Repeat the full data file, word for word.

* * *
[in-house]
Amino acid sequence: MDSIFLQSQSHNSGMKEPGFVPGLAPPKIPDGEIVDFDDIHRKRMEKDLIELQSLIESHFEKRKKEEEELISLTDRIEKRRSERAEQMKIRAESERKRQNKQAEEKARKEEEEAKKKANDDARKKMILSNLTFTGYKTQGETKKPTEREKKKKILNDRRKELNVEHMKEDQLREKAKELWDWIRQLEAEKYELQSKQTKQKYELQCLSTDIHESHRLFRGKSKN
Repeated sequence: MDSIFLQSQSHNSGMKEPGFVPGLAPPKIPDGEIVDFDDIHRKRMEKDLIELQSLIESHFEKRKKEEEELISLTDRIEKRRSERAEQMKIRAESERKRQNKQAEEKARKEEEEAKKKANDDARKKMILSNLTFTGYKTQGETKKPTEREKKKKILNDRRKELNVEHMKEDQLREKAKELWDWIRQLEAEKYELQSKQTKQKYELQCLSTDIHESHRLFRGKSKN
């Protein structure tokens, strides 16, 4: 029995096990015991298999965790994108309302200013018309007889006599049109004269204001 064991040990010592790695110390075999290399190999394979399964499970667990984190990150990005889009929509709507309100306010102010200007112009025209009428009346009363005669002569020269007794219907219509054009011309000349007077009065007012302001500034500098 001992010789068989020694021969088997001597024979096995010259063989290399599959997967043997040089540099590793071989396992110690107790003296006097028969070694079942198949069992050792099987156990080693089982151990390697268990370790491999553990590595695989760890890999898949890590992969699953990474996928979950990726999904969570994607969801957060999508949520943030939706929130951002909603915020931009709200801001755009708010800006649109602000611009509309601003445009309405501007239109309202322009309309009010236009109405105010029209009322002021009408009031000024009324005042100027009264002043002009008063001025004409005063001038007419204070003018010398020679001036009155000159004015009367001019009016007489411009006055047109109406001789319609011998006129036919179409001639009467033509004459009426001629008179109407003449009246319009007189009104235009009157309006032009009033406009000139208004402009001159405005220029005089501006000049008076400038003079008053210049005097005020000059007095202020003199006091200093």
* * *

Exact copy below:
[in-house]
Amino acid sequence: MDSIFLQSQSHNSGMKEPGFVPGLAPPKIPDGEIVDFDDIHRKRMEKDLIELQSLIESHFEKRKKEEEELISLTDRIEKRRSERAEQMKIRAESERKRQNKQAEEKARKEEEEAKKKANDDARKKMILSNLTFTGYKTQGETKKPTEREKKKKILNDRRKELNVEHMKEDQLREKAKELWDWIRQLEAEKYELQSKQTKQKYELQCLSTDIHESHRLFRGKSKN
Repeated sequence: MDSIFLQSQSHNSGMKEPGFVPGLAPPKIPDGEIVDFDDIHRKRMEKDLIELQSLIESHFEKRKKEEEELISLTDRIEKRRSERAEQMKIRAESERKRQNKQAEEKARKEEEEAKKKANDDARKKMILSNLTFTGYKTQGETKKPTEREKKKKILNDRRKELNVEHMKEDQLREKAKELWDWIRQLEAEKYELQSKQTKQKYELQCLSTDIHESHRLFRGKSKN
């Protein structure tokens, strides 16, 4: 029995096990015991298999965790994108309302200013018309007889006599049109004269204001 064991040990010592790695110390075999290399190999394979399964499970667990984190990150990005889009929509709507309100306010102010200007112009025209009428009346009363005669002569020269007794219907219509054009011309000349007077009065007012302001500034500098 001992010789068989020694021969088997001597024979096995010259063989290399599959997967043997040089540099590793071989396992110690107790003296006097028969070694079942198949069992050792099987156990080693089982151990390697268990370790491999553990590595695989760890890999898949890590992969699953990474996928979950990726999904969570994607969801957060999508949520943030939706929130951002909603915020931009709200801001755009708010800006649109602000611009509309601003445009309405501007239109309202322009309309009010236009109405105010029209009322002021009408009031000024009324005042100027009264002043002009008063001025004409005063001038007419204070003018010398020679001036009155000159004015009367001019009016007489411009006055047109109406001789319609011998006129036919179409001639009467033509004459009426001629008179109407003449009246319009007189009104235009009157309006032009009033406009000139208004402009001159405005220029005089501006000049008076400038003079008053210049005097005020000059007095202020003199006091200093």